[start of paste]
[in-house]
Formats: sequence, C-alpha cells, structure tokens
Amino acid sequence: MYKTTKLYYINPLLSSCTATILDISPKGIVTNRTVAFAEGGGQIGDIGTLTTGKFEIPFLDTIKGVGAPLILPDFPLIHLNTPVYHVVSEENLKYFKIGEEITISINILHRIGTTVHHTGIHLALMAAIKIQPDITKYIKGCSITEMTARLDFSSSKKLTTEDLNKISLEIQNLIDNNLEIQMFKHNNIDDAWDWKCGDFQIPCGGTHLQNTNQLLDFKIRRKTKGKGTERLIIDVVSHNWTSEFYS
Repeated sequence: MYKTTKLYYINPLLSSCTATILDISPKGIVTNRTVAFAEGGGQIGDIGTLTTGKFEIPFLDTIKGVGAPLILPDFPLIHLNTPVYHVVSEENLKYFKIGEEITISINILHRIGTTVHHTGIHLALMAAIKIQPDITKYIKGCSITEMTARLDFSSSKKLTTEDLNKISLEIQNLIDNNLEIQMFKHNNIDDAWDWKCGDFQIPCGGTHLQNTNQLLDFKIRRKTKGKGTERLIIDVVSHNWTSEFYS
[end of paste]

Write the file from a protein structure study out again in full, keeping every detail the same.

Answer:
[in-house]
Formats: sequence, C-alpha cells, structure tokens
Amino acid sequence: MYKTTKLYYINPLLSSCTATILDISPKGIVTNRTVAFAEGGGQIGDIGTLTTGKFEIPFLDTIKGVGAPLILPDFPLIHLNTPVYHVVSEENLKYFKIGEEITISINILHRIGTTVHHTGIHLALMAAIKIQPDITKYIKGCSITEMTARLDFSSSKKLTTEDLNKISLEIQNLIDNNLEIQMFKHNNIDDAWDWKCGDFQIPCGGTHLQNTNQLLDFKIRRKTKGKGTERLIIDVVSHNWTSEFYS
Repeated sequence: MYKTTKLYYINPLLSSCTATILDISPKGIVTNRTVAFAEGGGQIGDIGTLTTGKFEIPFLDTIKGVGAPLILPDFPLIHLNTPVYHVVSEENLKYFKIGEEITISINILHRIGTTVHHTGIHLALMAAIKIQPDITKYIKGCSITEMTARLDFSSSKKLTTEDLNKISLEIQNLIDNNLEIQMFKHNNIDDAWDWKCGDFQIPCGGTHLQNTNQLLDFKIRRKTKGKGTERLIIDVVSHNWTSEFYS